The New York Times has an interesting profile of The Awl, a culture website that recently spun off its own humor site (dubbed Splitsider) and seems to be succeeding despite breaking all the “rules” of building a successful media business online. Here’s an excerpt:
The very idea of a little digital boutique flies in the face of all manner of conventional wisdom, chief of which is that scale is all that matters in an era of commoditized advertising sales. The Awl is attempting to tunnel under those efforts by building a low-cost site that delivers a certain kind of content for a certain kind of audience. And the owners don’t have to get rich — The Awl has no investors — they just have to eat.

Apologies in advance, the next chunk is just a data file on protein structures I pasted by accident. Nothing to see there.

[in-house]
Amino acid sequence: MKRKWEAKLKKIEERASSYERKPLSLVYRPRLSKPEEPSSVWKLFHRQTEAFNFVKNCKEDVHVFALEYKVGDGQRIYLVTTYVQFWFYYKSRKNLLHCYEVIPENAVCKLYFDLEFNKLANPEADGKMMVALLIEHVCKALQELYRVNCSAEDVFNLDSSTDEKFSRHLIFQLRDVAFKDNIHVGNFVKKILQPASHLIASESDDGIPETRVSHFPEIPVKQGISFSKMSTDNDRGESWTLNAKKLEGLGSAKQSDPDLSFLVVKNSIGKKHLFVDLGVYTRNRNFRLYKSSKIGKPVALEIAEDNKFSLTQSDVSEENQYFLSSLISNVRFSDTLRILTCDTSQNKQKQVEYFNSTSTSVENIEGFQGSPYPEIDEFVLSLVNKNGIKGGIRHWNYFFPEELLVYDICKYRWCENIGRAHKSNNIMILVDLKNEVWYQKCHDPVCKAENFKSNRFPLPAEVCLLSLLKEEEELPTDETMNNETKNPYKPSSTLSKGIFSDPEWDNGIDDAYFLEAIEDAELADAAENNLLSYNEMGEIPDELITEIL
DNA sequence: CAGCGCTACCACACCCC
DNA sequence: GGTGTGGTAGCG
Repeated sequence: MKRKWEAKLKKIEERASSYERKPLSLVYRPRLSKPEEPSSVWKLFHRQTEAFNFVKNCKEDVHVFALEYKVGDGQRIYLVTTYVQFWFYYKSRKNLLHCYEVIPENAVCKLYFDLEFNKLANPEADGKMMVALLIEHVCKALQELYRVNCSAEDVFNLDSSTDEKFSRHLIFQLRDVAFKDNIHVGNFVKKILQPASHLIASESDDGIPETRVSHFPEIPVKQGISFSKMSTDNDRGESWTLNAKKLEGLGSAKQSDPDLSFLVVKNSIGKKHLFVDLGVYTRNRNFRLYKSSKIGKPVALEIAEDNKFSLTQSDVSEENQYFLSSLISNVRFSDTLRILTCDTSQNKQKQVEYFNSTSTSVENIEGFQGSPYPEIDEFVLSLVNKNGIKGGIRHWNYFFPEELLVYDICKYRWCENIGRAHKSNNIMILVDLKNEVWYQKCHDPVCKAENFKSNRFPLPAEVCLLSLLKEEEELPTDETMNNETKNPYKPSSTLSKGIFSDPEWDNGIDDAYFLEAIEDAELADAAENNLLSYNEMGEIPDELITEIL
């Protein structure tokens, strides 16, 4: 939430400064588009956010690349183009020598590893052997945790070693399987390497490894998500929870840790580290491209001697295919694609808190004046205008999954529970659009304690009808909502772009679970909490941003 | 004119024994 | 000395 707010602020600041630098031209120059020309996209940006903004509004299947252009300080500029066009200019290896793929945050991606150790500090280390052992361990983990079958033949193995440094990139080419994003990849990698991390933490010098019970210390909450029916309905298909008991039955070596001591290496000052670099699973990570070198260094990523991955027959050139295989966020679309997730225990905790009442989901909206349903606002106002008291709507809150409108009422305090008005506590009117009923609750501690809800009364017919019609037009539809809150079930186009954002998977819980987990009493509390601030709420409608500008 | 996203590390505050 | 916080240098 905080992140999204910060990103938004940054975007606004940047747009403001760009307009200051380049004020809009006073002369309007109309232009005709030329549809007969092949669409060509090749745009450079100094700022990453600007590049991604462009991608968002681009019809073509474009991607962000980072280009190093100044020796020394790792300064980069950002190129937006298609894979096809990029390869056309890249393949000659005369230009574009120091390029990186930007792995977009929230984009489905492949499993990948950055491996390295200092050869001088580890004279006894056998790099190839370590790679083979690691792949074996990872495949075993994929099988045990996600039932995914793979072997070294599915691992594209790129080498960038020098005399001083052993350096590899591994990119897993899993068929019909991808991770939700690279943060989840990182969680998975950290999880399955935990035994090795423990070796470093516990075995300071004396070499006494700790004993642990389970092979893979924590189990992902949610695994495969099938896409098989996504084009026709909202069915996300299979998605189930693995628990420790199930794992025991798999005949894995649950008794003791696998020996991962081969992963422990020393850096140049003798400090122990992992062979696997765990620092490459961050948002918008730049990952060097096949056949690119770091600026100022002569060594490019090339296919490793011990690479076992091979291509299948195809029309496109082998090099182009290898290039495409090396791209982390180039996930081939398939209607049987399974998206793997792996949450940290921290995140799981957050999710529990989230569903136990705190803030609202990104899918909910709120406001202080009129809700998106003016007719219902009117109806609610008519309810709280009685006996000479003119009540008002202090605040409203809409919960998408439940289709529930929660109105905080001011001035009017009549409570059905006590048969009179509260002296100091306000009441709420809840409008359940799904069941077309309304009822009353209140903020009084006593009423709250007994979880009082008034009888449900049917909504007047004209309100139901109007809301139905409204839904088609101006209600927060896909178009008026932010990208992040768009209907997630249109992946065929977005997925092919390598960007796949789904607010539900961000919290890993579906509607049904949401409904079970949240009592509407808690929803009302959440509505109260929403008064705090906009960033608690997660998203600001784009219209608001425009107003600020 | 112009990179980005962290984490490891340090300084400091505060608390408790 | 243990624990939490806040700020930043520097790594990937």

“I’m surprised that there aren’t a lot of independent, owner-operated editorial Web sites out there,” Mr. Sicha said. “We will be two years old in April, and we are self-sufficient and stable. That’s pretty fast.” (Disclosure moment: I know Mr. Sicha socially in a New York media sort of way, and he has written for The New York Times in the past. The mysterious Mr. Balk, who is never interviewed for quotation, not so much.)
The Awl confronts the tyranny of small numbers in an age when Web behemoths, like Gawker Media and The Huffington Post, get most of the attention. A lot of ad agencies don’t want to deal with any sites under a million unique visitors, and many brands are not necessarily interested in cutting deals with boutique Web sites.
It’s the job of Mr. Cho, a veteran of College Humor and Radar, to solve this, which he’s done in part by cutting sponsorship deals with Ann Taylor, Yahoo Search Terms, Kia Motors, Gillette and Merge Records. Those deals mean The Awl is no longer solely dependent on selling display ads.
Read the full article here.